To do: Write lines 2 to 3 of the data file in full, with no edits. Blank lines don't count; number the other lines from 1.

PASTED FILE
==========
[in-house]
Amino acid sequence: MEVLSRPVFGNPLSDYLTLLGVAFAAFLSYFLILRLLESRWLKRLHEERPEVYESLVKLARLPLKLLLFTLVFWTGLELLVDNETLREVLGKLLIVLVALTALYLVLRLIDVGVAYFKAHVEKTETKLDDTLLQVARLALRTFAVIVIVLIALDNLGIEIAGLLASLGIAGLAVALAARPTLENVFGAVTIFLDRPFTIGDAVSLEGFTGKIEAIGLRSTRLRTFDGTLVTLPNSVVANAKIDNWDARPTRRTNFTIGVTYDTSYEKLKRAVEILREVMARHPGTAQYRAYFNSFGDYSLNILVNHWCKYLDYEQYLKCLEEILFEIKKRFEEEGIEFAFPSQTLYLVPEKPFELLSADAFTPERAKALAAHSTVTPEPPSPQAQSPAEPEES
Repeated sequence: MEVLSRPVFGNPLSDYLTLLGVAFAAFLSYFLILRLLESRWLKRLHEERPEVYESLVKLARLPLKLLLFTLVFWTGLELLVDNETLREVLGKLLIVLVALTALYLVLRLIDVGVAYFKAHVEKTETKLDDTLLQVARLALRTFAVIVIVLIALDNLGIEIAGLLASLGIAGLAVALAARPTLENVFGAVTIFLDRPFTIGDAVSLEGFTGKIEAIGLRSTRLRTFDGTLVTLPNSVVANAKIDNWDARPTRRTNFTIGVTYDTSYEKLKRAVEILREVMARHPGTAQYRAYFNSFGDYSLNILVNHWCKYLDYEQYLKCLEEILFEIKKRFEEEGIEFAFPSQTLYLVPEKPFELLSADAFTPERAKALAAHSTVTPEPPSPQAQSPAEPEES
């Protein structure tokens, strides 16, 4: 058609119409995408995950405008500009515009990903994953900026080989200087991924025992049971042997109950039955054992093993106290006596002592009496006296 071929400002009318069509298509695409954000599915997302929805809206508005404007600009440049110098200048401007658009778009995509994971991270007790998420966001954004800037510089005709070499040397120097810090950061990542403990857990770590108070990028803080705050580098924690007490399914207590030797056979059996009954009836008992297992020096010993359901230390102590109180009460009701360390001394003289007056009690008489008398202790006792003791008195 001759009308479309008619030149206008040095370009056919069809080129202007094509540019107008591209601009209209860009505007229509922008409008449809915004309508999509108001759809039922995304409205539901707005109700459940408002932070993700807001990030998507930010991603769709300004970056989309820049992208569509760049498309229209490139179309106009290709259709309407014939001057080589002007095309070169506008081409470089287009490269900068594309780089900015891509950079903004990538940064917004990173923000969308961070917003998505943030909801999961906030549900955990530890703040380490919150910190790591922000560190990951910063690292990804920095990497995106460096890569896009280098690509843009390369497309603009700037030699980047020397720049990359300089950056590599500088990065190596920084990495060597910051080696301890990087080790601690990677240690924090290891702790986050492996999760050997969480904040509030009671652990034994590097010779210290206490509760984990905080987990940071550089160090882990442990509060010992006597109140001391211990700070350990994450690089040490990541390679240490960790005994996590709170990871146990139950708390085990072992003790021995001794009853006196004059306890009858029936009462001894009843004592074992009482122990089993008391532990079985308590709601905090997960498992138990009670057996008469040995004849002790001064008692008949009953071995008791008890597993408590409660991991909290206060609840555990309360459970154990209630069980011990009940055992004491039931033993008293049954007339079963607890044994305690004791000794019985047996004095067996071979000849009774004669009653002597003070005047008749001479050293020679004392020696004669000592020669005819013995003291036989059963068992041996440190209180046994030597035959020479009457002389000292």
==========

Amino acid sequence: MEVLSRPVFGNPLSDYLTLLGVAFAAFLSYFLILRLLESRWLKRLHEERPEVYESLVKLARLPLKLLLFTLVFWTGLELLVDNETLREVLGKLLIVLVALTALYLVLRLIDVGVAYFKAHVEKTETKLDDTLLQVARLALRTFAVIVIVLIALDNLGIEIAGLLASLGIAGLAVALAARPTLENVFGAVTIFLDRPFTIGDAVSLEGFTGKIEAIGLRSTRLRTFDGTLVTLPNSVVANAKIDNWDARPTRRTNFTIGVTYDTSYEKLKRAVEILREVMARHPGTAQYRAYFNSFGDYSLNILVNHWCKYLDYEQYLKCLEEILFEIKKRFEEEGIEFAFPSQTLYLVPEKPFELLSADAFTPERAKALAAHSTVTPEPPSPQAQSPAEPEES
Repeated sequence: MEVLSRPVFGNPLSDYLTLLGVAFAAFLSYFLILRLLESRWLKRLHEERPEVYESLVKLARLPLKLLLFTLVFWTGLELLVDNETLREVLGKLLIVLVALTALYLVLRLIDVGVAYFKAHVEKTETKLDDTLLQVARLALRTFAVIVIVLIALDNLGIEIAGLLASLGIAGLAVALAARPTLENVFGAVTIFLDRPFTIGDAVSLEGFTGKIEAIGLRSTRLRTFDGTLVTLPNSVVANAKIDNWDARPTRRTNFTIGVTYDTSYEKLKRAVEILREVMARHPGTAQYRAYFNSFGDYSLNILVNHWCKYLDYEQYLKCLEEILFEIKKRFEEEGIEFAFPSQTLYLVPEKPFELLSADAFTPERAKALAAHSTVTPEPPSPQAQSPAEPEES